Best practice: have your learners use smartphones to make video

Flipped learning: technology is not about the teacher does with it!

Here's on I posted on Twitter this week:

The project and competition is here (you have only until 1st June to get your learners to complete it, so hurry!) and the book is this one, Film in Action, by Kieran Donaghy, who produces the ideas for using film clips in language teaching on the brilliant Film-English.com website.

Go to any language teaching conference nowadays and you're all but guaranteed to hear someone speaking about flipped learning and how it's the Next Big Thing. I'm sorry, I just don't buy it, not for language teaching. In ELT, I don't think we're paid anywhere near enough to be producing video content, no matter how easy smartphones have made that. Now getting learners to produce the videos — as in the competition — that's surely the way to go!

Here's another brilliant example of the sort of thing learners could produce, which I also tweeted this week, from Mike Harrison:

Can your learners — not you, your learners!!! — tell a video story in 6 seconds (or 15 if you use Instagram)?

A tweet from the Innovate ELT Conference this weekend quoting Ceri Jones suggested that we should "Ask not what your tool can do, ask what it can help you to do". IH Barcelona replied:

It seems to me that real innovation, revolution if you like, isn't going to come from tinkering with what teachers do or don't do, or from what teachers do with technology, but from what teachers get learners to do with technology.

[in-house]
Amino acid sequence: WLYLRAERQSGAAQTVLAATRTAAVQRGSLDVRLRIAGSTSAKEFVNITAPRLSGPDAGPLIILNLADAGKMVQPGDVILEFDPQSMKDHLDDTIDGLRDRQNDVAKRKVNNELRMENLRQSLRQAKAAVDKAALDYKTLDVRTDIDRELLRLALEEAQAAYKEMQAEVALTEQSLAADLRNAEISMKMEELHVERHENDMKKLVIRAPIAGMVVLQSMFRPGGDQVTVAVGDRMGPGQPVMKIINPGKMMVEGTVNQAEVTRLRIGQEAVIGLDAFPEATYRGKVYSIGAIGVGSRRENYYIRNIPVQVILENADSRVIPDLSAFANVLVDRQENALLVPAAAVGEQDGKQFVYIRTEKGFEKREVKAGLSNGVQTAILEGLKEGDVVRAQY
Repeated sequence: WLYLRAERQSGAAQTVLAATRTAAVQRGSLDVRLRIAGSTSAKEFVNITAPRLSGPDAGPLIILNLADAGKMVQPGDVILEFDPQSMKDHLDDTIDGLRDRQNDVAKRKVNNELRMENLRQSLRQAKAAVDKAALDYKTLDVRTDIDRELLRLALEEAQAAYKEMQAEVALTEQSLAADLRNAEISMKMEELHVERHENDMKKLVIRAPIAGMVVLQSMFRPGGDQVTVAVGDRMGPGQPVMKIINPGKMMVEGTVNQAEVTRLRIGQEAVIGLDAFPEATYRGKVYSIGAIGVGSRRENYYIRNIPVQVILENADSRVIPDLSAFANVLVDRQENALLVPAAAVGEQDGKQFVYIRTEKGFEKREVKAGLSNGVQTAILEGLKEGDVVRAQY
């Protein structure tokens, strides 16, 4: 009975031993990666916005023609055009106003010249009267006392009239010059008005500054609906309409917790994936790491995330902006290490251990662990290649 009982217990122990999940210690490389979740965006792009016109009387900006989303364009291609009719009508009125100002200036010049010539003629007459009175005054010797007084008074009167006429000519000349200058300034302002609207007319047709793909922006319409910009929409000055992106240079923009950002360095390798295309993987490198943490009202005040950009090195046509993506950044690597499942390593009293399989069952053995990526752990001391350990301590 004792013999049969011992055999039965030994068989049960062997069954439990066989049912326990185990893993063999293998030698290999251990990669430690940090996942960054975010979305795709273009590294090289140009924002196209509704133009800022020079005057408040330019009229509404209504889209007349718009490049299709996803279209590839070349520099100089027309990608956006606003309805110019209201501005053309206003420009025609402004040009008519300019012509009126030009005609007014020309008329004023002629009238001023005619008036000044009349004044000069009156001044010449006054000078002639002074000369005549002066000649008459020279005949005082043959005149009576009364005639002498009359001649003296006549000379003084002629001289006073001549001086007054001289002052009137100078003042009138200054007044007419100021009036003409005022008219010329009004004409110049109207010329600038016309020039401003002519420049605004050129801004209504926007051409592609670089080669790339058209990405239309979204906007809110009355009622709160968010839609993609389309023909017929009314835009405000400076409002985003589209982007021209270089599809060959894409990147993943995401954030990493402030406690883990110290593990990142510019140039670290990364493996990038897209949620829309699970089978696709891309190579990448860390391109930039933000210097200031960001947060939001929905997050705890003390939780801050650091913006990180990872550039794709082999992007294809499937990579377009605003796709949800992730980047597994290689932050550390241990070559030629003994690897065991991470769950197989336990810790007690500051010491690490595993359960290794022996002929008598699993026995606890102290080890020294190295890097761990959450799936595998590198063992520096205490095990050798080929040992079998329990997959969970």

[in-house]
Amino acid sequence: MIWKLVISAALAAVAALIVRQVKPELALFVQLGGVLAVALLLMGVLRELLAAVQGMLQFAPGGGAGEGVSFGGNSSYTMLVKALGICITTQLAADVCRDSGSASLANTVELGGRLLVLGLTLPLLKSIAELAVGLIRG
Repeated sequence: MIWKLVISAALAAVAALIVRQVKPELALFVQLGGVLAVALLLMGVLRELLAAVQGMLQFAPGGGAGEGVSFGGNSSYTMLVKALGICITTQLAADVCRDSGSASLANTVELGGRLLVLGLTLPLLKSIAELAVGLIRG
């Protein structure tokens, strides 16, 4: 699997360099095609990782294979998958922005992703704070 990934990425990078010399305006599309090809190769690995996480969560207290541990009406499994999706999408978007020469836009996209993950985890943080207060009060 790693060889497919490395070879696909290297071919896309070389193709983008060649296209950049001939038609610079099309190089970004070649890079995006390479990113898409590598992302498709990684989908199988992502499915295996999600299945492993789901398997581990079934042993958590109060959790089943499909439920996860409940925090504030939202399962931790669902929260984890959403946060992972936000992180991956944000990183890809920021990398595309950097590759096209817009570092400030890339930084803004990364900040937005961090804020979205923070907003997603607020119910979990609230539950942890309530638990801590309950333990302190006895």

Recommended | The other titles from Delta Publishing are well worth exploring. See also two excellent ones on technology — Going Mobile (Nicky Hockly and Gavin Dudeney) and Teaching Online (Nicky Hockly and Lindsay Clandfield).

On Twitter, as @Tom_IHBCN, I post a maximum of one thing a day which I think will be of interest to language teachers and/or learners.

Amazing video on how to (not) motivate people

Here's a video of a TED Talk my daughter Isabel was telling me about.

The issues of motivation it raises are perhaps not directly related to language learning, though perhaps there is a connection between what is said and how you respond to what your learners say. If you don't respond to it at all, not even nod, perhaps you're suggesting (unintentionally!) that what the learner had to say was of zero interest to you…? And what effect will that have on their motivation?

With a fairly advanced class of adults (say, above FCE?), though, it might make for an interesting class discussion, which you might start by getting your learners to summarise and present what Dan Ariely is saying in his talk.

The talk is also interesting, I think, from a language teacher's point of view. How is our performance evaluated, by who, and what effect does that have on our motivation?

Great idea for a follow-up digital storytelling project

VW Microbus

Another photo from a shop window | Photo: Kim

Here's a photo that Kim sent me after she'd tried out an idea for digital storytelling that worked quite well in one of her classes.

Kim says:

I thought you might like this [photo, above]. The project worked well but not superbly (my class are kind of complicated!) If it had worked better, it might have been fun to do a second part to the story — the sequel!